One evening during the trip, a tour guide allegedly assaulted plaintiff. She sued defendant for negligently hiring and training that tour guide. Defendant moved to dismiss, pointing to language in the online terms and conditions that called for disputes to be heard in Canadian court. The district court dismissed the action, and plaintiff sought review with the Second Circuit. On appeal, the court affirmed. It held that defendant had reasonably communicated the forum selection clause to plaintiff by using hyperlinks and the appropriate language in the terms and conditions.

Each of the documents contained an underlined hyperlink, and accompanying language advising plaintiff to click on the hyperlink. The booking information email contained a standalone provision with the heading “TERMS AND CONDITIONS”. This section stated that “[a]ll . . . passengers must read, understand and agree to the following terms and conditions.” The hyperlink immediately followed. Both the confirmation invoice and the voucher contained a link to the terms and conditions, preceded by “[c]onfirmation of your reservation means that you have already read, agreed to and understood the terms and conditions. . . .”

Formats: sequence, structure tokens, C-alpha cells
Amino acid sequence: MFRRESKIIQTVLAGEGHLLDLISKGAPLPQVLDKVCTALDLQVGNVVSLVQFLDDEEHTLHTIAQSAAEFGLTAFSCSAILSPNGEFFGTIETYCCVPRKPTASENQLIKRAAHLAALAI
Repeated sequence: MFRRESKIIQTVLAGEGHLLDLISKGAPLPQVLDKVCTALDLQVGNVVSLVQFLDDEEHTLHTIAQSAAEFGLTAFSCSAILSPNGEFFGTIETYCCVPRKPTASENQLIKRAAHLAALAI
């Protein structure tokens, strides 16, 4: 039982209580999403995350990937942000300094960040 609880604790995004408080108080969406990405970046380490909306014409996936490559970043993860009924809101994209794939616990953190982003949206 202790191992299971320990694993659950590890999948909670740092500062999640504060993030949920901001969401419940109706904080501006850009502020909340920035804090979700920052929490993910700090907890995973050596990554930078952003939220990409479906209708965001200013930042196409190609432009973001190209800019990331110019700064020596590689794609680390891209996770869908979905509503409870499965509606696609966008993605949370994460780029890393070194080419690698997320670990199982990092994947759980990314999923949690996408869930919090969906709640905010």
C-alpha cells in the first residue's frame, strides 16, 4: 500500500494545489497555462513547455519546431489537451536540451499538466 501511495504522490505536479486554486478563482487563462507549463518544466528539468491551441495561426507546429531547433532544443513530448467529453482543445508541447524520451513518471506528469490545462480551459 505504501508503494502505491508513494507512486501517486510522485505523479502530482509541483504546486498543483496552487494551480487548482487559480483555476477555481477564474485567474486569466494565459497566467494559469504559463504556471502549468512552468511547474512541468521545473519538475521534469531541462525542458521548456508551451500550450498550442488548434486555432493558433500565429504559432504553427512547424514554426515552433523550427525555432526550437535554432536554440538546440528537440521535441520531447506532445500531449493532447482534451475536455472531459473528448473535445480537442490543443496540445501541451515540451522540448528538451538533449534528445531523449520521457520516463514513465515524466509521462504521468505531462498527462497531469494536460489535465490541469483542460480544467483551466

The actual structure and language of the terms and conditions also served to reasonably communicate the forum selection clause. The second paragraph stated that the terms and conditions “affect your rights and designate the governing law and forum for the resolution of any and all disputes.” Later in the terms and conditions, a standalone section titled “APPLICABLE LAW” provided that all matters arising from the agreement were subject to Ontario and Canadian law and the exclusive jurisdiction of the Ontario and Canadian courts.